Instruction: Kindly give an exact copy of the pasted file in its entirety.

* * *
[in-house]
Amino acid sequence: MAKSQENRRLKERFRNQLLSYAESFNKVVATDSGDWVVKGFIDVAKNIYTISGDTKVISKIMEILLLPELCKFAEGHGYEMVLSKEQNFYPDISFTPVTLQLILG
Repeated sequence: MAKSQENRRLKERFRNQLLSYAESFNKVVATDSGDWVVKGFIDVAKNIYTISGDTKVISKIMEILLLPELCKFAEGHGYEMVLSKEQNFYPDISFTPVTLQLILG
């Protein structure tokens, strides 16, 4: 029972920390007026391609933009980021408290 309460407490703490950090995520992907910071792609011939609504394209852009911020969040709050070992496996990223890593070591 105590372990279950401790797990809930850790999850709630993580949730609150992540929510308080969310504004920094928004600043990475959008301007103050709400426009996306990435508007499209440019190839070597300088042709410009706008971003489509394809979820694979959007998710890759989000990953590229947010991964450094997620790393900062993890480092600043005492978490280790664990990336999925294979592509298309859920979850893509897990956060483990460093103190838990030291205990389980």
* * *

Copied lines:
[in-house]
Amino acid sequence: MAKSQENRRLKERFRNQLLSYAESFNKVVATDSGDWVVKGFIDVAKNIYTISGDTKVISKIMEILLLPELCKFAEGHGYEMVLSKEQNFYPDISFTPVTLQLILG
Repeated sequence: MAKSQENRRLKERFRNQLLSYAESFNKVVATDSGDWVVKGFIDVAKNIYTISGDTKVISKIMEILLLPELCKFAEGHGYEMVLSKEQNFYPDISFTPVTLQLILG
């Protein structure tokens, strides 16, 4: 029972920390007026391609933009980021408290 309460407490703490950090995520992907910071792609011939609504394209852009911020969040709050070992496996990223890593070591 105590372990279950401790797990809930850790999850709630993580949730609150992540929510308080969310504004920094928004600043990475959008301007103050709400426009996306990435508007499209440019190839070597300088042709410009706008971003489509394809979820694979959007998710890759989000990953590229947010991964450094997620790393900062993890480092600043005492978490280790664990990336999925294979592509298309859920979850893509897990956060483990460093103190838990030291205990389980």